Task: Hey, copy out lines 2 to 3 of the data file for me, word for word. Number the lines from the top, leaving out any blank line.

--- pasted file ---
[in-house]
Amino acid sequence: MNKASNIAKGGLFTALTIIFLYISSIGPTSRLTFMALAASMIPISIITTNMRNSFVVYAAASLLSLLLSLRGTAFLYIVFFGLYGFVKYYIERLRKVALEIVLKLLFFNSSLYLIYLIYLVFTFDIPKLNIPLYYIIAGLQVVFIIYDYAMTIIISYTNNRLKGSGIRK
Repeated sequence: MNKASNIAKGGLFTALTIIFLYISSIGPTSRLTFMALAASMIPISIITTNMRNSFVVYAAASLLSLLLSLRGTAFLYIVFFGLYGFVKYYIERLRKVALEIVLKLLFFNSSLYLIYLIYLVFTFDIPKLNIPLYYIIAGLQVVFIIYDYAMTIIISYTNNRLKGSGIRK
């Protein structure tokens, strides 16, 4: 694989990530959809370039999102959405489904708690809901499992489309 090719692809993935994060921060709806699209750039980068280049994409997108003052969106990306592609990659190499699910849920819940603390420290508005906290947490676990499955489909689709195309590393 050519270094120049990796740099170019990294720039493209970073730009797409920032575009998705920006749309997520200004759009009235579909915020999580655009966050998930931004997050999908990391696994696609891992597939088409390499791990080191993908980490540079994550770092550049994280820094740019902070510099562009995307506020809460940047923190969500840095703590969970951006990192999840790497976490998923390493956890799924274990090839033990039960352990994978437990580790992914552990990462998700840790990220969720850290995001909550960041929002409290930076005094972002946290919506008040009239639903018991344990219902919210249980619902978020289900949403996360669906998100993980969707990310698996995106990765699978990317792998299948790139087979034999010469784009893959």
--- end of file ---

Amino acid sequence: MNKASNIAKGGLFTALTIIFLYISSIGPTSRLTFMALAASMIPISIITTNMRNSFVVYAAASLLSLLLSLRGTAFLYIVFFGLYGFVKYYIERLRKVALEIVLKLLFFNSSLYLIYLIYLVFTFDIPKLNIPLYYIIAGLQVVFIIYDYAMTIIISYTNNRLKGSGIRK
Repeated sequence: MNKASNIAKGGLFTALTIIFLYISSIGPTSRLTFMALAASMIPISIITTNMRNSFVVYAAASLLSLLLSLRGTAFLYIVFFGLYGFVKYYIERLRKVALEIVLKLLFFNSSLYLIYLIYLVFTFDIPKLNIPLYYIIAGLQVVFIIYDYAMTIIISYTNNRLKGSGIRK